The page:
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Lavochkin La-250 Anaconda

lavla-250


Planned in response to a January 1954 requirement for a super-interceptor able to cruise long distances at high altitudes with missiles able to provide a ‘snap-down’ attack capability against targets at lower altitudes, the La-250 was known unofficially as the Anaconda.

Featuring a 57 degree delta wing, slab delta tailplane, and a fuselage of near-constant cross section, the La-250 was powered by two Lyulka AL-7F turbojets each rated at 6500kg which were later to be fitted with afterburners boosting thrust to 9000kg. All control surfaces were fully powered with duplex systems and without manual reversion.

Intended armament was a pair of K-15 missiles that rode the beam of the Uragan (Hurricane) radar, which had a range of 30km. The missiles were cancelled and the radar never made it into an aircraft before the development was cut short.

Although the La-250 was intended as a single-seater in operational form, prototypes were completed as two-seaters to provide accommodation for a test observer, and the first of three flying examples was completed in July 1956.

The first flight was attempted on 16 July, but the test pilot, A G Kochetkov, encountered an unexpectedly rapid roll moment and lost control. Extensive testing of a systems rig followed before acceptable characteristics were attained and flight testing could be resumed. Investigation revealed a severe roll-coupling problem derived from the combination of a long heavy fuselage and small wings. Enormous effort went into the creation of a new electronic flight-control system, and a successful first flight was recorded in spring 1957.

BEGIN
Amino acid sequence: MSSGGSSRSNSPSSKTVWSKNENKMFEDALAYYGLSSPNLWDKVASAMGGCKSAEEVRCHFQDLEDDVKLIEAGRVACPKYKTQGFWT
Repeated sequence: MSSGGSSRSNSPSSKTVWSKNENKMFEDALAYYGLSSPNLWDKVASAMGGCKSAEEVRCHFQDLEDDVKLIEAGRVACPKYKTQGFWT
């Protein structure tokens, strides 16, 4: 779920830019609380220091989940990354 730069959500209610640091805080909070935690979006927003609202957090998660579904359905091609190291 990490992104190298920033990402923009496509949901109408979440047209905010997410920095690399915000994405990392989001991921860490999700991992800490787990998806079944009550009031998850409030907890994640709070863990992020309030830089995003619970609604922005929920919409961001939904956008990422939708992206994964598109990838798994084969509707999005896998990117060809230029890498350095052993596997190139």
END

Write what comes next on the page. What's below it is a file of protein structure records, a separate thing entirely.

The third La-250 had its nose lowered by six degrees to give better visibility on landing, the poor view forward having been determined as a factor in the second crash.

The second aircraft was lost in a landing accident on 28 November 1957, and the third aircraft also suffered a landing accident on 8 September 1958.

The flight test programme suffered continual delays as a result of poor engine reliability and the full testing had not been completed when the programme was cancelled just before Semyon Lavochkin’s death in 1960.

Max take-off weight: 30000 kg / 66139 lb
Empty weight: 15000 kg / 33070 lb
Wingspan: 13.90 m / 45 ft 7 in
Length: 25.60 m / 83 ft 12 in
Wing area: 80.0 sq.m / 861.11 sq ft
Max. speed: 2000 km/h / 1243 mph
Ceiling: 18000 m / 59050 ft
Range: 2000 km / 1243 miles

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